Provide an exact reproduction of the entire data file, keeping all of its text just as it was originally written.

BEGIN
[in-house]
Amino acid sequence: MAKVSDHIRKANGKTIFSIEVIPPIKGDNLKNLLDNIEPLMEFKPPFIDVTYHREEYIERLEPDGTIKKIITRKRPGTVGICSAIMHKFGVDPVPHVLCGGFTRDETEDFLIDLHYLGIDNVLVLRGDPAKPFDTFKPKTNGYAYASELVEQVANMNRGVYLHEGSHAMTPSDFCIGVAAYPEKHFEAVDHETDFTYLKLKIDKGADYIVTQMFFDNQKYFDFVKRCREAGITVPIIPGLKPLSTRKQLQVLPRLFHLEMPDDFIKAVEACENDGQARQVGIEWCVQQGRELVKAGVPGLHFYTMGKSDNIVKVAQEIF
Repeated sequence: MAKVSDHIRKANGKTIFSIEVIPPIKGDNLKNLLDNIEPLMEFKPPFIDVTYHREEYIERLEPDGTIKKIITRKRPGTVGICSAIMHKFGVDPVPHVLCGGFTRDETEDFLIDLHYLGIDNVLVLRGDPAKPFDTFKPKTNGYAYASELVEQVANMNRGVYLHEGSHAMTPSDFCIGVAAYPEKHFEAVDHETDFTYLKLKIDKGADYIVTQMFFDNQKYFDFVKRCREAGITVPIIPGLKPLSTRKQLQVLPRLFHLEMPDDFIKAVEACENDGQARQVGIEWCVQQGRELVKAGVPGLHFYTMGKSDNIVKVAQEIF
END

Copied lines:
[in-house]
Amino acid sequence: MAKVSDHIRKANGKTIFSIEVIPPIKGDNLKNLLDNIEPLMEFKPPFIDVTYHREEYIERLEPDGTIKKIITRKRPGTVGICSAIMHKFGVDPVPHVLCGGFTRDETEDFLIDLHYLGIDNVLVLRGDPAKPFDTFKPKTNGYAYASELVEQVANMNRGVYLHEGSHAMTPSDFCIGVAAYPEKHFEAVDHETDFTYLKLKIDKGADYIVTQMFFDNQKYFDFVKRCREAGITVPIIPGLKPLSTRKQLQVLPRLFHLEMPDDFIKAVEACENDGQARQVGIEWCVQQGRELVKAGVPGLHFYTMGKSDNIVKVAQEIF
Repeated sequence: MAKVSDHIRKANGKTIFSIEVIPPIKGDNLKNLLDNIEPLMEFKPPFIDVTYHREEYIERLEPDGTIKKIITRKRPGTVGICSAIMHKFGVDPVPHVLCGGFTRDETEDFLIDLHYLGIDNVLVLRGDPAKPFDTFKPKTNGYAYASELVEQVANMNRGVYLHEGSHAMTPSDFCIGVAAYPEKHFEAVDHETDFTYLKLKIDKGADYIVTQMFFDNQKYFDFVKRCREAGITVPIIPGLKPLSTRKQLQVLPRLFHLEMPDDFIKAVEACENDGQARQVGIEWCVQQGRELVKAGVPGLHFYTMGKSDNIVKVAQEIF